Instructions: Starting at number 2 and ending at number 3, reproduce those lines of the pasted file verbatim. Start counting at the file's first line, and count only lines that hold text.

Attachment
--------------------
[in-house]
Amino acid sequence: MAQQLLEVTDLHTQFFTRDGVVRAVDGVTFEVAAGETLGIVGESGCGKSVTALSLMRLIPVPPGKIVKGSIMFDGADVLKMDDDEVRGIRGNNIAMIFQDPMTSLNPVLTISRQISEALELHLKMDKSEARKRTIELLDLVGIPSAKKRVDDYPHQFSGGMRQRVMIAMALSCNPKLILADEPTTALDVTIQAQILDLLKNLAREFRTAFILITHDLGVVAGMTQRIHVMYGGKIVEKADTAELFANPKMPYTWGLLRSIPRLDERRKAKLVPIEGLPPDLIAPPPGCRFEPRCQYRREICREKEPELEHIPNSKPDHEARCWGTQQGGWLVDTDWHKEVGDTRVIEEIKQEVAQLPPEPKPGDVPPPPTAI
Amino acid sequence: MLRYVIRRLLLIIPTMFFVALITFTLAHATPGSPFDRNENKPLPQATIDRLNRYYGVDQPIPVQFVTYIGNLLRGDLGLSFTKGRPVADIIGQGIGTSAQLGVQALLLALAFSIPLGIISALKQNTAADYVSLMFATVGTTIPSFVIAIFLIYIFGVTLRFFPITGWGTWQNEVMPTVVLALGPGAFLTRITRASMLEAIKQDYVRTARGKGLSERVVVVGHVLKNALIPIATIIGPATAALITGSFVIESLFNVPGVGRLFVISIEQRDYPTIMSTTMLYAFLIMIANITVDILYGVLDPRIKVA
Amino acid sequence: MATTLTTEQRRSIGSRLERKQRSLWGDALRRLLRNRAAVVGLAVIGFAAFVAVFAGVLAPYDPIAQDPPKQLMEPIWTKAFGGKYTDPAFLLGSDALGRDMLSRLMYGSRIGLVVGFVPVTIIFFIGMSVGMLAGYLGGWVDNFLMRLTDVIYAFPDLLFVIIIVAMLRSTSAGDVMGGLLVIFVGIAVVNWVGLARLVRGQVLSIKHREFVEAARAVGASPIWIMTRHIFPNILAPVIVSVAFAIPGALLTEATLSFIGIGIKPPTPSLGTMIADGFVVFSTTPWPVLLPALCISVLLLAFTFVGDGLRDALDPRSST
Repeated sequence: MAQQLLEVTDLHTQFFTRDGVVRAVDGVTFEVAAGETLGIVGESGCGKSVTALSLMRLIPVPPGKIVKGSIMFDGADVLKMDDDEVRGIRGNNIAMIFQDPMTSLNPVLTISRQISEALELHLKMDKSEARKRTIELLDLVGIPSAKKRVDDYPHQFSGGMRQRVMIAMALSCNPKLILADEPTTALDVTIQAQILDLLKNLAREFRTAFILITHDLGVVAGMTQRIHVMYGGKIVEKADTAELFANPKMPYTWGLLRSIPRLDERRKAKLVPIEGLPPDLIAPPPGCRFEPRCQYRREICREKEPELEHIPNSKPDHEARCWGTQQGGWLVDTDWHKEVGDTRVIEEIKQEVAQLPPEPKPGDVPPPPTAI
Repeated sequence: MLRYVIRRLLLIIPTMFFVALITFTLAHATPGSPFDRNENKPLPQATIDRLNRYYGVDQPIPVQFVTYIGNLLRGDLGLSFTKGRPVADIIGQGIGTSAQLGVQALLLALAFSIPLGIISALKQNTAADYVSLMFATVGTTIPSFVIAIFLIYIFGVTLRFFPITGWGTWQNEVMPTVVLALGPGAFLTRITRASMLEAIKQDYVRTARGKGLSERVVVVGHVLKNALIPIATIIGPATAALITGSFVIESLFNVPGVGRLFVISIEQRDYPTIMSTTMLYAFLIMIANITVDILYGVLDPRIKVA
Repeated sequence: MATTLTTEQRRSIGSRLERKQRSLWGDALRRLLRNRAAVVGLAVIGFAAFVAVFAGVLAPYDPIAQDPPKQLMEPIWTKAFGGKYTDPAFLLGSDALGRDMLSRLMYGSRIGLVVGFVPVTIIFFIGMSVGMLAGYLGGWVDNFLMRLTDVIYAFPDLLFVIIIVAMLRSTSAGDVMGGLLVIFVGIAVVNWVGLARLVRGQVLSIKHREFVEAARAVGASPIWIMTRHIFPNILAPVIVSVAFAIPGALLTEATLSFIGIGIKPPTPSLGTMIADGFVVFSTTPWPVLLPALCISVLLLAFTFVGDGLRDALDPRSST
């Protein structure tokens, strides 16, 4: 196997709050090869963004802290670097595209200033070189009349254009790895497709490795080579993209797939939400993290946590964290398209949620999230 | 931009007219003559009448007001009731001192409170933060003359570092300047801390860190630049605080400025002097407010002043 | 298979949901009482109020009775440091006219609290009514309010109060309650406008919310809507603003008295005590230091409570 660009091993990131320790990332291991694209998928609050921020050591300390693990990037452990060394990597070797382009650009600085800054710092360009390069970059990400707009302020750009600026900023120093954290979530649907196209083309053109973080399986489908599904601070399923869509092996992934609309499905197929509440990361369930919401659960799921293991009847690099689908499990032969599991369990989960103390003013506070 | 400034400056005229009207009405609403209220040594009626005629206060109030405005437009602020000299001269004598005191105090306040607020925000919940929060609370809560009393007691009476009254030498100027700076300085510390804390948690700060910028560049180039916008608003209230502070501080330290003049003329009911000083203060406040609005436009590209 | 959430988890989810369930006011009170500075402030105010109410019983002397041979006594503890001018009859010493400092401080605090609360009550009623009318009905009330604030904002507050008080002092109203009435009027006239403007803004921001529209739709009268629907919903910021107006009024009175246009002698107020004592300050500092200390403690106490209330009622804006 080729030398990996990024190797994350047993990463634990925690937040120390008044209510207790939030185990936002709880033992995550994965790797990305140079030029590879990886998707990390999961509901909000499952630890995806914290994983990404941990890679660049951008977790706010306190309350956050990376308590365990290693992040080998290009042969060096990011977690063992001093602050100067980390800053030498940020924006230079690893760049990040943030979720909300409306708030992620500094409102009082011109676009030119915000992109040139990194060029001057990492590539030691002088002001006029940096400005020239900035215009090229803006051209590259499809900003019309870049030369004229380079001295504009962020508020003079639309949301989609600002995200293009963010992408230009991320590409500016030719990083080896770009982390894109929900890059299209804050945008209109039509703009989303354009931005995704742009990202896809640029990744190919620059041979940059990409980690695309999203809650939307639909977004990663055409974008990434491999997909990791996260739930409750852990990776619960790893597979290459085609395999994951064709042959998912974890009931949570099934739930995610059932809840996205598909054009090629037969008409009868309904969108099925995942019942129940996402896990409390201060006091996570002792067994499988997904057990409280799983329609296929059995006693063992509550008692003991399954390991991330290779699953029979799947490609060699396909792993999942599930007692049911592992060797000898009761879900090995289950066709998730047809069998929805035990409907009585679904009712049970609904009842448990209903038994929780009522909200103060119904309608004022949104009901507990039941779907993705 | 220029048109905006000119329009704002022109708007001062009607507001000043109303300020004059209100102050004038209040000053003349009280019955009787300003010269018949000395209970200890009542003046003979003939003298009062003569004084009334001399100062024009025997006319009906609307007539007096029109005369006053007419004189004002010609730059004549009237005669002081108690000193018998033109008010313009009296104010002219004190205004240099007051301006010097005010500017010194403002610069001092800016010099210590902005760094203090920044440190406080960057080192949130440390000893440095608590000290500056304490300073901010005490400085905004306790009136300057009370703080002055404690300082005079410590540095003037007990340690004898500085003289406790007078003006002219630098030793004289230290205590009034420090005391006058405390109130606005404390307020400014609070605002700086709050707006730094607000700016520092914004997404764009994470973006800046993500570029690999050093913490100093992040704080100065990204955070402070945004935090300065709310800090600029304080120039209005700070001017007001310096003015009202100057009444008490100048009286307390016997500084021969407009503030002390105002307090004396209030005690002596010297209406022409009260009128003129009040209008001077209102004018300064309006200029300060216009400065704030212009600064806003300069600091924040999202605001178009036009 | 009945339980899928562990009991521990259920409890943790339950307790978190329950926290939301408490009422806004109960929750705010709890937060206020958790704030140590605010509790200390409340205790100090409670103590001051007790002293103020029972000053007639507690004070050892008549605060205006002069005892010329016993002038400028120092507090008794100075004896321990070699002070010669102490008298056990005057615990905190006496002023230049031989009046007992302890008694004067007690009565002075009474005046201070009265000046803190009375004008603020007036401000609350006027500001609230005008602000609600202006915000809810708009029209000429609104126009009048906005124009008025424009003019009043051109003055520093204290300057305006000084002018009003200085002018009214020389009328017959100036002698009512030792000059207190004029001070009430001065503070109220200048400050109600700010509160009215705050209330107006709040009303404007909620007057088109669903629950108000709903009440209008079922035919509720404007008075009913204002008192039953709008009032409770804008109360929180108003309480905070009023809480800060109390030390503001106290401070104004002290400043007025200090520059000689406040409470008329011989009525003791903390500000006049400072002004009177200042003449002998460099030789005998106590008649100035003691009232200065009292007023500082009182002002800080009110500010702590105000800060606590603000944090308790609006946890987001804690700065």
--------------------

Amino acid sequence: MAQQLLEVTDLHTQFFTRDGVVRAVDGVTFEVAAGETLGIVGESGCGKSVTALSLMRLIPVPPGKIVKGSIMFDGADVLKMDDDEVRGIRGNNIAMIFQDPMTSLNPVLTISRQISEALELHLKMDKSEARKRTIELLDLVGIPSAKKRVDDYPHQFSGGMRQRVMIAMALSCNPKLILADEPTTALDVTIQAQILDLLKNLAREFRTAFILITHDLGVVAGMTQRIHVMYGGKIVEKADTAELFANPKMPYTWGLLRSIPRLDERRKAKLVPIEGLPPDLIAPPPGCRFEPRCQYRREICREKEPELEHIPNSKPDHEARCWGTQQGGWLVDTDWHKEVGDTRVIEEIKQEVAQLPPEPKPGDVPPPPTAI
Amino acid sequence: MLRYVIRRLLLIIPTMFFVALITFTLAHATPGSPFDRNENKPLPQATIDRLNRYYGVDQPIPVQFVTYIGNLLRGDLGLSFTKGRPVADIIGQGIGTSAQLGVQALLLALAFSIPLGIISALKQNTAADYVSLMFATVGTTIPSFVIAIFLIYIFGVTLRFFPITGWGTWQNEVMPTVVLALGPGAFLTRITRASMLEAIKQDYVRTARGKGLSERVVVVGHVLKNALIPIATIIGPATAALITGSFVIESLFNVPGVGRLFVISIEQRDYPTIMSTTMLYAFLIMIANITVDILYGVLDPRIKVA